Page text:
Thursday, November 17, 2011


I don't know where to begin talking about "And the Band Played On" by Schiltz.

I've been wanting to read it since I had the unique opportunity to hear Dr. Paul Gallo speak 2 years ago at the University. Of course, I am only now beginning to grasp his role in the discovery of HIV and how he stood at the epicenter of an extraordinary time in medical science.

At the risk of sounding laughably naive, I never thought of how powerfully the politics of the time and society's value judgements facilitated the development of the AIDS epidemic. I hadn't considered the blatant discrimination displayed against gays by the lack of alarm and media coverage. How one of the first news stories to appear about the epidemic was only when a woman had contracted the disease...suddenly it was a story only when someone other than a homosexual man was sick. As I write this I shake my head at how stupid I sound. Of course politics and conservative beliefs played a huge role in the pathetic response by agencies like the CDC and the NIH. Of course. I just hadn't considered all these angles to the issue before.

But still, it boggles my mind. And it saddens me so deeply to learn how many lives could have been spared if only things had been handled more efficiently and more aggressively by people in power--from government agencies to gay leaders. I temper this statement only by saying that I know how easy it is to judge through the lens of the retrospectoscope.

And yet it is also enthralling to read about a time in medical science when clinicians and researchers were scrambling to put together this puzzle with seemingly random pieces. Some patients had toxoplasmosis, others had PCP, some thrush, many Kaposi's wonder if took time for people to figure out this was one disease with so many faces. Even the concept of determining that it was an infectious disease...when many thought it came from a bad batch of 'poppers', inhaled nitrites.

I am just over half way through the book and already it has made me frustrated, angry, inspired, impressed and very, very sad. What would it have been like to be a nurse or doctor in San Fransisco in 1982 when we didn't know how the disease was transmitted? Let alone, what it would have been like to be a gay man in the same place at the same time? It is chilling to go there in one's mind.

I grew up knowing AIDS only as something famous people did fundraisers for, then as a rare disease I might encounter as a nurse, to a collection of the faces of AIDS patients I did care for. Then it was a complex subject I needed to memorize for the USMLE, and now to this...something I really know nothing about at all.

This book has certainly opened my eyes and heavied my heart.


Dr_JLP said...

We just went through our HIV/AIDS material and one of our instructors was (still is, I guess) in the thick of the AIDS fiasco in the 80's here in San Francisco. He had much to share. He also mentioned this book, and even though I've heard about it before I'm definitely gonna dive in during Christmas break. Thanks for mentioning this.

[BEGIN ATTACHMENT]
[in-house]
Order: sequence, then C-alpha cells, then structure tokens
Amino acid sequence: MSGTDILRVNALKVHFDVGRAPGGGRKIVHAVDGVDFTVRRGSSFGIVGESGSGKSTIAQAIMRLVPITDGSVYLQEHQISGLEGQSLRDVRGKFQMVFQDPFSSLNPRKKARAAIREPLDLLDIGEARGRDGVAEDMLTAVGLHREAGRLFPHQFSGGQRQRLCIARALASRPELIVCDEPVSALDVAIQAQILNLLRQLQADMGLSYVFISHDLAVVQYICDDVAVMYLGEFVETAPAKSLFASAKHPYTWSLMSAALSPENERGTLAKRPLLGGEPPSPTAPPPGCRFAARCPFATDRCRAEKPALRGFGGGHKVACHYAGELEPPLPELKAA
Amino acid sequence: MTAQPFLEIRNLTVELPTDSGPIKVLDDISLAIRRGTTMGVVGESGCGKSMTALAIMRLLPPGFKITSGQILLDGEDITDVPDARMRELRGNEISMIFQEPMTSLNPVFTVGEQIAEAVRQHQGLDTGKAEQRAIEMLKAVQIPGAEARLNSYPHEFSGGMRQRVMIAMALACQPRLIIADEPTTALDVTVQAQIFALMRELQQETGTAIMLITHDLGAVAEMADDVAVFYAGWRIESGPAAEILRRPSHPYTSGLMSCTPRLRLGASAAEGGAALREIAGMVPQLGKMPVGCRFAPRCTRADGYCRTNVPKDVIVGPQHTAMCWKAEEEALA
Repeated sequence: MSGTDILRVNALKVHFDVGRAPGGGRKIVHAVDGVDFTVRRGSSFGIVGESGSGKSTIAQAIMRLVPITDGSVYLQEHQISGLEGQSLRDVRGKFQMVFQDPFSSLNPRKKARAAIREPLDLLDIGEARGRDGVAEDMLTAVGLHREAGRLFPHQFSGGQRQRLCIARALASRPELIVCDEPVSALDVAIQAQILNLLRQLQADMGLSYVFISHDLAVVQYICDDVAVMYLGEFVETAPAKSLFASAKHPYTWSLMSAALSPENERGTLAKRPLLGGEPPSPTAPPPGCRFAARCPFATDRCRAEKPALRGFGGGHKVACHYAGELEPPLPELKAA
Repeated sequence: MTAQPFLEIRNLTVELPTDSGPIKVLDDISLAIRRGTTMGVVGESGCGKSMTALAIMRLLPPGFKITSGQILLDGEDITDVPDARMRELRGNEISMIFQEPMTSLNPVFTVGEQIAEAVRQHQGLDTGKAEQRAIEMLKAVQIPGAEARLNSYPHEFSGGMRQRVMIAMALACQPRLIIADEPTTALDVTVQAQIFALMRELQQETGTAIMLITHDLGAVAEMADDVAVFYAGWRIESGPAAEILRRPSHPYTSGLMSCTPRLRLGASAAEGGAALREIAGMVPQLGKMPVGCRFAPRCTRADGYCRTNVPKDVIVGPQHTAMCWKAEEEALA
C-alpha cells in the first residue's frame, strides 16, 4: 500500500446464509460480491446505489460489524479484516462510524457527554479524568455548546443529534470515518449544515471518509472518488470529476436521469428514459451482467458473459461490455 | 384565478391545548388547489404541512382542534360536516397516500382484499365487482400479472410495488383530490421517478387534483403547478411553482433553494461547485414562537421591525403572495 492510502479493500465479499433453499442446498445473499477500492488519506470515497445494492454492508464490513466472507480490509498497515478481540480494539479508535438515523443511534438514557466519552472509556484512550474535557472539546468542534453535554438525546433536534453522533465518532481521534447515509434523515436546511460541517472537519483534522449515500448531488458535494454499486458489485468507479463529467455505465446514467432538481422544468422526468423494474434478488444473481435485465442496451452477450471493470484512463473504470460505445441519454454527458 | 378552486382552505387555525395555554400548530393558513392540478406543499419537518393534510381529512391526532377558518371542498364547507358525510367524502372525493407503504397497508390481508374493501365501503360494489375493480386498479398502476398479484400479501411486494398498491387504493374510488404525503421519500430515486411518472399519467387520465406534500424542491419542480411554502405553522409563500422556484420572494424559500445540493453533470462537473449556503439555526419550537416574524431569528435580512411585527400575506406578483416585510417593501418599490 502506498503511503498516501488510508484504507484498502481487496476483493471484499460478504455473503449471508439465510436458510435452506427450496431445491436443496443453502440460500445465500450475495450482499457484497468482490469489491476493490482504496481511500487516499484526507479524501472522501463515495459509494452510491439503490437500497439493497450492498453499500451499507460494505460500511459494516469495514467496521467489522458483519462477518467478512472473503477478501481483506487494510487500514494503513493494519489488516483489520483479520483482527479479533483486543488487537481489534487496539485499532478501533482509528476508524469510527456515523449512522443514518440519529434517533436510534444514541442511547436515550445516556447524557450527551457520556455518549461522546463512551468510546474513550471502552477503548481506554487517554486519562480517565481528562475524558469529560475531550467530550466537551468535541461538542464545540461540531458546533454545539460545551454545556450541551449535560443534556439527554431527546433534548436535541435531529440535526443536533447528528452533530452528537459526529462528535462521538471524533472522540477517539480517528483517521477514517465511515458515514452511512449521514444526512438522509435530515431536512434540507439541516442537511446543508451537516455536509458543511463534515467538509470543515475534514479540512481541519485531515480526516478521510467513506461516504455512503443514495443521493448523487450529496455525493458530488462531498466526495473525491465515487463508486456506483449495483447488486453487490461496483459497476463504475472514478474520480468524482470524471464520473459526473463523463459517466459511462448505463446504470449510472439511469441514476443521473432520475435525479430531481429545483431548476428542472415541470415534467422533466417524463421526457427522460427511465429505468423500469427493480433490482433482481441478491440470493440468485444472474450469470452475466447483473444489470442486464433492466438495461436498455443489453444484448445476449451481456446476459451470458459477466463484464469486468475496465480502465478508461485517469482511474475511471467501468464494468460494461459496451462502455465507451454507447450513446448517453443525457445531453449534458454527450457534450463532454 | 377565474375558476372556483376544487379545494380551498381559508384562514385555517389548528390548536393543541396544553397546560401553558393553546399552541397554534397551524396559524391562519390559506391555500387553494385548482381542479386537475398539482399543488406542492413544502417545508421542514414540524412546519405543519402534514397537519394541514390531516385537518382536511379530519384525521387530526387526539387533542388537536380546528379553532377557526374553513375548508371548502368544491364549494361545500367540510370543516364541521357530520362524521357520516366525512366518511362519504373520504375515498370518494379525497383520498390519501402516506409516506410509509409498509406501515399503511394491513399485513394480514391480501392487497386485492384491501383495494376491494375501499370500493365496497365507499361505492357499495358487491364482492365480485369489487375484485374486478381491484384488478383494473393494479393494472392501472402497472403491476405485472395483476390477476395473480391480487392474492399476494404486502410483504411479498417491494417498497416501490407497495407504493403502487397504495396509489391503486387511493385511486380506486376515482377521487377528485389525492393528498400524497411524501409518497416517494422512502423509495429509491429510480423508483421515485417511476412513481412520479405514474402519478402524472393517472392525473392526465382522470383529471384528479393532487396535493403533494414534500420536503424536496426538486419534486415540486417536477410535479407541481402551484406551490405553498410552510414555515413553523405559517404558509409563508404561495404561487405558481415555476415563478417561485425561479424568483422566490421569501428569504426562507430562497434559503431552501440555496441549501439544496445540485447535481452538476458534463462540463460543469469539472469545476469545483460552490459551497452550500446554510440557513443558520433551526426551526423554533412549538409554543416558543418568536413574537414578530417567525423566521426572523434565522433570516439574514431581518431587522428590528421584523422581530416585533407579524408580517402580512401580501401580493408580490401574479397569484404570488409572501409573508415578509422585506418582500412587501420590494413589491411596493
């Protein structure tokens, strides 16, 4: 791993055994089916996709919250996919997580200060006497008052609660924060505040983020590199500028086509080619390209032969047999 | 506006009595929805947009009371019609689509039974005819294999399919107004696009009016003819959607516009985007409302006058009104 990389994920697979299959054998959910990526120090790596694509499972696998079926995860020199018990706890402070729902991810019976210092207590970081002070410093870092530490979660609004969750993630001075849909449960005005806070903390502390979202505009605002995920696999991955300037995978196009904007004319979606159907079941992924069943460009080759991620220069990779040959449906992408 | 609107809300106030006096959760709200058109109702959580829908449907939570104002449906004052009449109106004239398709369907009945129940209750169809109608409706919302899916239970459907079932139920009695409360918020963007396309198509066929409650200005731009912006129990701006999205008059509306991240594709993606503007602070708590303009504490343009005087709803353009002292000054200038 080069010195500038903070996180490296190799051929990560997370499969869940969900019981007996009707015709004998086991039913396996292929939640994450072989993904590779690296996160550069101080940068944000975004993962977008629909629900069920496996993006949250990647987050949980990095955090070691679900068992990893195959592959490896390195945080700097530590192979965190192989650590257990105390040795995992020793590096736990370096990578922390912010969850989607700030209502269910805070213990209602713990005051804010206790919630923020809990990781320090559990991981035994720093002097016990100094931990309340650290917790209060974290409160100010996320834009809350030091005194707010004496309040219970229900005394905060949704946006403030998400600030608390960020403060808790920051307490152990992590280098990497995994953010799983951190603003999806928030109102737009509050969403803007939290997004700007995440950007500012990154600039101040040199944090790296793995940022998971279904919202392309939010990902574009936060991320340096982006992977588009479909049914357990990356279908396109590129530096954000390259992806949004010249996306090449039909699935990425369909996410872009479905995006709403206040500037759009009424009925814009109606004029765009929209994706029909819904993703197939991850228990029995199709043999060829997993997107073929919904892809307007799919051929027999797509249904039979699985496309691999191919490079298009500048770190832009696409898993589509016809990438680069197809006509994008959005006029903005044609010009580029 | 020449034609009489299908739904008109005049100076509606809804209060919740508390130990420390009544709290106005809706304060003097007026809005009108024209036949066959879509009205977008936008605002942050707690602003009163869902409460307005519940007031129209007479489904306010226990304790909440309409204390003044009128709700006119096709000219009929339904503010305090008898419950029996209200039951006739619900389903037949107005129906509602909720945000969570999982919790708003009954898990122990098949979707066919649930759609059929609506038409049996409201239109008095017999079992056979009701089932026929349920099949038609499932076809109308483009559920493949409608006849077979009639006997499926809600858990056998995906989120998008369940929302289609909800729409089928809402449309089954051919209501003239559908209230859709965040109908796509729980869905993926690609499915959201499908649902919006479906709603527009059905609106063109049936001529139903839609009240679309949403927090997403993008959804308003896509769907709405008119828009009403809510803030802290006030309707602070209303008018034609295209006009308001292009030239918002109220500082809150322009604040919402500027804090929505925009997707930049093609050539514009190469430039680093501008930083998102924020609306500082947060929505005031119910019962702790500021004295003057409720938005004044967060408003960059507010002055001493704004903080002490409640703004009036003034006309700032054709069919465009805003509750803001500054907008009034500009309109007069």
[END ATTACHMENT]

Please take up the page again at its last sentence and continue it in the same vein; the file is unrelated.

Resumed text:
Kate said...

I remember watching the movie (fabulous portrayal of Gallo by Alan Alda) in high school and weeping with outrage at the way the bureaucracy and prejudice inhibited medical and healthcare advancement.

I still feel a very visceral reaction when I think about it.

patricia kelly said...

What it was like in 1980, working as a student at an STI clinic in California, was to wonder why all of the gay men had generalized lymphadenopathy with negative biopsies. And to ask a local ID specialist and be told, “I don’t know, but it’s happening in San Francisco too”. Or to work in an ER at a major trauma hospital in Los Angeles in 1982, where people were coming in with this disease which was as yet not defined without any screening test. And then be poked with needles inevitably while you were doing emergency resuscitations. Or to work in one of the first HIV clinics in northern California when AZT was first approved for compassionate use. Or to still be working in that clinic in 1991 when Magic Johnson “came out” with his diagnosis. And then to work in New York in another HIV clinic during some of the first trials of the protease inhibitors.

And now to be working with the younger generations to whom this is all ancient history, who do not appreciate what it means when a new and lethal disease first presents.

Mary Watson said...

I'm glad you have the book as it is a timeless piece on a period in our country that was exciting and confusing and frustrating. While working as an RN in a Salt Lake City hospital in 1986 we had a young man admitted with Kaposi's. The staff was so unsure about how to handle him as he was our first HIV admit. The dietary staff left the trays on the floor outside the room so that the nurses, after full outfitting in isolation garb (yes, gown, gloves, mask) could walk in the room and bring him his meal. It was so sad. It always leaves me wondering what I am doing now in practice that will look ridiculous 25 years from now.

Albinoblackbear said...

JLP--Wow. He must be a fascinating person to have discussions with! It is a very worthwhile read. I would even say, essential.

Kate--I am planning to watch the movie once I finish the book. I've definitely been very emotional and cried at different stages in the book.

PatK--It sounds like you need to write a book! What a perspective on the whole epidemic...

Mary--Sadly I've seen, in recent years even, HIV/AIDS patients treated horribly in emergency departments.

The wife of a patient once brought in brownies for the staff and some of the nurses refused to eat them because of 'where they came from'. I was appalled and very angry.

You're right, it does make one wonder what major changes to our practice will occur during our careers...what will seem ridiculous down the road...